Bodyweight Workout For Teens

Bodyweight Workout for Teens

If you are trying to build muscle, this bodyweight workout for teens can help you burn some body fat, build some muscle, and improve your overall health. Building muscle as a teen can be hard due to lack of gym equipment, no way to get a consistent ride to the gym, or you may not have enough money for a gym membership.

Fortunately, there are exercises you can do at home to build lean muscle and burn some body fat without any weights.

Bodyweight Squat

If you can get your hands on some dumbbells, the added resistance can improve your gains.

Protip: Grab some plastic grocery bags or fill your backpack full of bottled waters for weight. A 16.9 ounce bottle of water is around 1 pound. A couple of cases and some creativity and you have yourself a decent cheap home gym.

Full Body Bodyweight Workout for Teens

The CDC recommends children aged 6 to 17 years to perform 60 minutes or more of moderate-to-vigorous intensity physical activity each day. Along with your 60 minutes each day, the CDC recommends 3 days of activities that build muscle, and 3 days of activities that strengthen bones.

In short, you should get 60 minutes of running, jumping, playing, jogging, shooting hoops, playing a sport, or otherwise sweaty activities every day and three days a week of climbing, doing pushups, bodyweight exercises, and other strength-focused activities.

This bodyweight workout is designed to be used daily — alternate between Workout A and Workout B. Take a day off if you need to or if you plan on getting some other form of exercise in.

Consistency is key, so find a schedule that you can hold yourself to.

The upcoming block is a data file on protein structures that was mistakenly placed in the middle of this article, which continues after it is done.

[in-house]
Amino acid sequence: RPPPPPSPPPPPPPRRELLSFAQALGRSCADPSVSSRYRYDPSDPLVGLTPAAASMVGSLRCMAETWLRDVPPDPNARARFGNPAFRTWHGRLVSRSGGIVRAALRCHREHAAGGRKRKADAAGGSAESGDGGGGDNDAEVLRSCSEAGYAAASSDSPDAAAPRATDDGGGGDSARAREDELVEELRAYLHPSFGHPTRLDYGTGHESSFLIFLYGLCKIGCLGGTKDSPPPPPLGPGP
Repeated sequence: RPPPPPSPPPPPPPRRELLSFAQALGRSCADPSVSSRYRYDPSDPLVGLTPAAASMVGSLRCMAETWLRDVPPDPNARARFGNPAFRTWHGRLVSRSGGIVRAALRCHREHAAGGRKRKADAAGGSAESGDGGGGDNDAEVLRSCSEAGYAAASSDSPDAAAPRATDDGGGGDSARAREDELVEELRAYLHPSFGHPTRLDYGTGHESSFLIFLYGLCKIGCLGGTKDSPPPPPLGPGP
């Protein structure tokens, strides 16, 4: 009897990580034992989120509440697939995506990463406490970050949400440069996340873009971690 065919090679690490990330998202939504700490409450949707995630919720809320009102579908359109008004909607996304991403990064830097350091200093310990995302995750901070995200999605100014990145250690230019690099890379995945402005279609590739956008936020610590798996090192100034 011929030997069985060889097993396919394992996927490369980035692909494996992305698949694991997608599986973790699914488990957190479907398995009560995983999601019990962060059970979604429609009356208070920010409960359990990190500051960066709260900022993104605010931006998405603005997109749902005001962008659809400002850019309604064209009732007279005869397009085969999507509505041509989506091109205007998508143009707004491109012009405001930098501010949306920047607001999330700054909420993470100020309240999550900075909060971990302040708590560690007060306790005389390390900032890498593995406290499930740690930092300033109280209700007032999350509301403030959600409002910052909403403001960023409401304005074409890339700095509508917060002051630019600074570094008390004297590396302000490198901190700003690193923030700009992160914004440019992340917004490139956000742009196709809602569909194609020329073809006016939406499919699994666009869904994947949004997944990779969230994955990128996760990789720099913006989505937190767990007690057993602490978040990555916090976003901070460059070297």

Push Ups420
Bodyweight Squats420
Pushup Position Planks3As Long As Possible
Sit Ups420
Mountain Climbers420
Jumping Jacks330
Elevated Pike Pushups320
Side Planks3As Long As Possible
Russian Twists420
Pull Ups3As Many As Possible

Workout Tips

If you’re willing to use objects as dumbbells, you can substitute the elevated pike pushups for traditional exercises like front and side lateral raises.


Exercises Using Objects as Dumbbells

  • Overhead press
  • Arnold Press
  • Skull Crushers
  • One Arm Tricep Extensions
  • Curls
  • Hammer Curls
  • One Arm Bent Over Rows
  • Shrugs
  • Goblet Squats

Pull Ups – This is a great exercise to build a solid back and nice biceps. Save up some money and get yourself a decent pull up bar. You’ll be able to train in a doorway and remove the pull up bar without any damage to the door frame.

Pull Up


It can be hard to control everything that you eat. You don’t always have the choice of eating home cooked meals full of fresh vegetables and lean protein.

Do your best to eat all of the vegetables, fruit, and whole foods you can. Instead of eating a drumstick ice cream cone, grab a couple of apples and a salad. You’ll feel fuller longer and replenish vital nutrients your body needs.

Related: 23 Muscle Building Foods You NEED in Your Diet

Weigh yourself around the same time on the same day each week and log your food.

You’ll be able to control your bodyweight, build muscle, and get healthier. After a few weeks, you’ll know exactly how many calories you need to eat to maintain your weight. If you need to lose weight, eat 300 fewer calories per day. If you want to build muscle, eat 300 extra calories per day.

Be consistent, push yourself, and strive to do better every workout.

166 thoughts on “Bodyweight Workout for Teens”

    1. Whole foods. Buy chicken, fish, beef, pork, sweet potatoes, fresh fruits and vegetables. Throw in a little bit of what other stuff you like, but mostly eat whole, nutritious foods.